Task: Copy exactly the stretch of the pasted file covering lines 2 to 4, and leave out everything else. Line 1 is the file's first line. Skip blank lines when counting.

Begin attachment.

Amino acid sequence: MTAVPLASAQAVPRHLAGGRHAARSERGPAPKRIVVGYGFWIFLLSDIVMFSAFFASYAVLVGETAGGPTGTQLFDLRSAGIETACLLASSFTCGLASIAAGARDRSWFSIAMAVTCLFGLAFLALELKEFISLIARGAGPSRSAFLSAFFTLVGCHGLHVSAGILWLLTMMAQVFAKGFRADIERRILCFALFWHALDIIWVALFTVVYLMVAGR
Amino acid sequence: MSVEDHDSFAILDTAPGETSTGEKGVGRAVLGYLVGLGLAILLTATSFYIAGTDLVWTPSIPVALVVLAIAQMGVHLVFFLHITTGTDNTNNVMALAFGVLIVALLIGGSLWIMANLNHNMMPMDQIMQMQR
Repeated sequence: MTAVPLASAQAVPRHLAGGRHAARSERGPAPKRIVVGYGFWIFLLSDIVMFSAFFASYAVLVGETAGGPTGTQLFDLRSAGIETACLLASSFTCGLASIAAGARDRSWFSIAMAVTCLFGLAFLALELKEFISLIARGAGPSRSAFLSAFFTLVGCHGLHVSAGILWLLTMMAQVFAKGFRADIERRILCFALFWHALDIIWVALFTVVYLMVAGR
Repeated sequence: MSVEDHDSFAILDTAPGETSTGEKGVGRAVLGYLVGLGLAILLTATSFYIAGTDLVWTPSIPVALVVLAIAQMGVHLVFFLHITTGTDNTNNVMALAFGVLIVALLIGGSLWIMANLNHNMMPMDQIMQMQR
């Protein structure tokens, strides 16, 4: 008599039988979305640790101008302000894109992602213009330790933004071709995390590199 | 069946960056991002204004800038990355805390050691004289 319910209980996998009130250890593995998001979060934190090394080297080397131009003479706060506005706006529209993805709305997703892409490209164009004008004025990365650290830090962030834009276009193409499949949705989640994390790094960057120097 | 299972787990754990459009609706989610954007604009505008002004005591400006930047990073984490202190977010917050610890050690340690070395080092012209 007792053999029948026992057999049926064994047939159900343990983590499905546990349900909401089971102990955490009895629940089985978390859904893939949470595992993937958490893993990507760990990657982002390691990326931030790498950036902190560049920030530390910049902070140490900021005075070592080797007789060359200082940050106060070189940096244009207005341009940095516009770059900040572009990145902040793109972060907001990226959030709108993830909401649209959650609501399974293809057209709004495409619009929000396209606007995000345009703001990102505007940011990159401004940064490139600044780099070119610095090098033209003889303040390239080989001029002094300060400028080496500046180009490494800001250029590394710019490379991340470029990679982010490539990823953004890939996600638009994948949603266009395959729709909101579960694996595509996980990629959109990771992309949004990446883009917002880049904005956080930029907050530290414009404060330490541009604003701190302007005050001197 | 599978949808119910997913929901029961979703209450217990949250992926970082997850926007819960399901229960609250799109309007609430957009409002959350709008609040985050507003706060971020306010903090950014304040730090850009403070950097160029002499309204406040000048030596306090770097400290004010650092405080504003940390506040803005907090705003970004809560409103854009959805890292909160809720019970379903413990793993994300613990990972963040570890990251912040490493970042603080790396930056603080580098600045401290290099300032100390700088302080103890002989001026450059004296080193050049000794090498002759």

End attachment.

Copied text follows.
Amino acid sequence: MSVEDHDSFAILDTAPGETSTGEKGVGRAVLGYLVGLGLAILLTATSFYIAGTDLVWTPSIPVALVVLAIAQMGVHLVFFLHITTGTDNTNNVMALAFGVLIVALLIGGSLWIMANLNHNMMPMDQIMQMQR
Repeated sequence: MTAVPLASAQAVPRHLAGGRHAARSERGPAPKRIVVGYGFWIFLLSDIVMFSAFFASYAVLVGETAGGPTGTQLFDLRSAGIETACLLASSFTCGLASIAAGARDRSWFSIAMAVTCLFGLAFLALELKEFISLIARGAGPSRSAFLSAFFTLVGCHGLHVSAGILWLLTMMAQVFAKGFRADIERRILCFALFWHALDIIWVALFTVVYLMVAGR
Repeated sequence: MSVEDHDSFAILDTAPGETSTGEKGVGRAVLGYLVGLGLAILLTATSFYIAGTDLVWTPSIPVALVVLAIAQMGVHLVFFLHITTGTDNTNNVMALAFGVLIVALLIGGSLWIMANLNHNMMPMDQIMQMQR